Growth Trends for Related Jobs
As the saying goes, “failing to prepare is preparing to fail.” When it comes to negotiating, there are no guarantees that preparation will get you the deal you seek, but not preparing is a recipe for failure. The negotiation process essentially comes down to two or more parties all trying to get the best out of a deal. Knowing who has what, who wants what and what they’re willing to give up for it is the art of having a great negotiation.
First Rule of Preparation in Negotiation
For 1,500 years, Sun Tzu’s “Art of War” has been the gold standard for doing battle of any kind, and make no mistake, negotiation is indeed a battle. Sun Tzu wrote, "Engage only when it is in the interests of the state; cease when it is to its detriment. Do not move unless there are advantages to be won."
This means that rule number one in negotiation is to ensure you have something to gain from joining the discussions. If you don’t have anything to gain, then you have something to lose.
Three Steps in Negotiating
- Eyes on the prize. Always know what you want. That’s your goal. Anything less is a compromise.
- Be informed. The more you know about all sides of the negotiation, the better your chances of finding your way to victory. Truly understand what the other side is offering. They may have overlooked loopholes or weaknesses that you can exploit for your advantage, but if you’re not aware of these in advance, it’s hard to understand the full potential of that offer.
- Unite your side. If you’re not negotiating on your own behalf, then you need your constituents or clients to truly believe in you. Get a mandate, get the resources you need and get their trust.
Head Games: Playing to Win
Designing a negotiation plan is fantastic, but it won’t do you any good if you’re not in the right head space when the game is afoot.
- Be strong. Confidence and a business-like attitude matter immensely in a negotiation. So does being alert and unyielding. Have your goal that you’re after but be sharp enough to spot any misplays, loopholes or gaffes by the other side.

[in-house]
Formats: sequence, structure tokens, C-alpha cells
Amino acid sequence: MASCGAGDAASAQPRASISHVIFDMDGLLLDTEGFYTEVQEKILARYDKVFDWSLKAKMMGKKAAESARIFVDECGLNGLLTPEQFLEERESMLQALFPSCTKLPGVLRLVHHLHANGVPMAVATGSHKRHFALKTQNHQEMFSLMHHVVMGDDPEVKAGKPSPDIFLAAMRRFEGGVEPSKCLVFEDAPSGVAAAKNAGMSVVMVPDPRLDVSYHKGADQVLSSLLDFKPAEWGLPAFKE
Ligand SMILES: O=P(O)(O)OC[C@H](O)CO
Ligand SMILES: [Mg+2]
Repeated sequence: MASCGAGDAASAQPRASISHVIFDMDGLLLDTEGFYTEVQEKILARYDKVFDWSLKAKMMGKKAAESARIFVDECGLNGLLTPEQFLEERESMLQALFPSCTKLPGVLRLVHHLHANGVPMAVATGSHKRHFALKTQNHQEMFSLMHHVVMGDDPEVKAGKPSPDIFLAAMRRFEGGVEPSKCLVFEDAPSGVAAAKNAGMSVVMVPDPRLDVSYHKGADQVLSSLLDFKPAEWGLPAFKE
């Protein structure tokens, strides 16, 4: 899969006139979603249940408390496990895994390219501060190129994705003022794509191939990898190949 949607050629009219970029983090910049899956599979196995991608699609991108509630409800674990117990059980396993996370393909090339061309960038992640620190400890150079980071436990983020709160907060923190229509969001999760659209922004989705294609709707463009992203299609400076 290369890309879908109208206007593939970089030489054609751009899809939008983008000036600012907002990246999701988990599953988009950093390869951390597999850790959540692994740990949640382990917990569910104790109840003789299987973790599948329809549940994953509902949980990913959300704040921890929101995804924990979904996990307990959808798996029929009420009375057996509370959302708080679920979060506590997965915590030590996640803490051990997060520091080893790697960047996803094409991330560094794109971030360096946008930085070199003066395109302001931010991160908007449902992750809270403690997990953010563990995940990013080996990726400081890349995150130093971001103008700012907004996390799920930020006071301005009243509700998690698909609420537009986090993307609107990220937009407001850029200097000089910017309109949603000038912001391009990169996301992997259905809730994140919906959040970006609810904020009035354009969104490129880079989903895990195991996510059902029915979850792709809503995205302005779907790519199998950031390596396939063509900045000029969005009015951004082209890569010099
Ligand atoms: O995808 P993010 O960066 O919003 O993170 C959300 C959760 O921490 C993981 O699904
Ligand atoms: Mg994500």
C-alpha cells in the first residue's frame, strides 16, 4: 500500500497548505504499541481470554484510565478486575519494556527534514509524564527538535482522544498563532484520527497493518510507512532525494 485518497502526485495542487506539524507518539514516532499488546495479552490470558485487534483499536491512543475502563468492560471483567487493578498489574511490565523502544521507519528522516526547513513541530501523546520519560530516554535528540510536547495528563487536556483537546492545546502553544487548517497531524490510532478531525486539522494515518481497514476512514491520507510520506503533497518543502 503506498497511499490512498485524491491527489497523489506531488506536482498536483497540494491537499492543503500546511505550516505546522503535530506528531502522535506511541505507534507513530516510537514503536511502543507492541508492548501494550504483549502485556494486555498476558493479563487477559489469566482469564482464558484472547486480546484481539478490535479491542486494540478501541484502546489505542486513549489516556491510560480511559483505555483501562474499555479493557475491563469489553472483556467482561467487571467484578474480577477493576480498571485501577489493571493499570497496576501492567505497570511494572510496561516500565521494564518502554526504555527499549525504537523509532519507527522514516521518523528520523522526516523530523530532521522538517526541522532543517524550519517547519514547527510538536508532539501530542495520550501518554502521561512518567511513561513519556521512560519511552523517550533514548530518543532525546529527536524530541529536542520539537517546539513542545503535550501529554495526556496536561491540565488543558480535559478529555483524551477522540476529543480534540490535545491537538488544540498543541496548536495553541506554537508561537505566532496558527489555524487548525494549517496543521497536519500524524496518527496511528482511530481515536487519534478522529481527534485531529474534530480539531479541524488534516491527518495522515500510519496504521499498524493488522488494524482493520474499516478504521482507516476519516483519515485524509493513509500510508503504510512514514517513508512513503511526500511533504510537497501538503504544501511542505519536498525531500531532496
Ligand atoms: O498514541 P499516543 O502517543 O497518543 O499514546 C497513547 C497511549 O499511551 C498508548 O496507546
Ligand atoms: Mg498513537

- It’s business, not charity. You don’t owe anyone anything in a negotiation except honesty. Be ethical and honest but don’t give anything away.
- Level the playing field. No one is in the lead once the door opens in a legitimate negotiation. If you have something to gain from it, then you’re in the game, and that’s all that matters.
- Bring your poker face. Don’t have a “tell,” don’t show your hand and do not show your feelings. Take time to regroup in private if you need to but never reveal what you’re thinking until you’ve had a chance to compose your thoughts.
- Relax. You have a BATNA in place, so you’re good if this negotiation doesn’t work out, right? So, relax.
BATNA: Knowing When to Walk
Sometimes, negotiating just won’t work for you. The other side could be unreasonable or greedy, and emotions can run hot. All kinds of things can get in the way. Harvard defers to the book “Getting to Yes: Negotiating Agreement Without Giving In,” which espouses having a BATNA before you start negotiating.
BATNA stands for “best alternative to a negotiated agreement.” In the case of a stalemate, the BATNA is plan B. Instead of leasing this property from an unyielding, punitive owner, what’s the next-best solution? Understand the point that for you represents one compromise too far and have a plan for walking away. That’s your BATNA.
For a BATNA to be a truly good plan B, you should have at least prenegotiated with the second party so you have an idea of what you can truly come away with.
Steffani Cameron is a nomad, writer, photographer, from Vancouver, Canada, who is slow-travelling the world for five years. Her work has appeared in Washington Post, Vox Media, Kitchn, About, and more.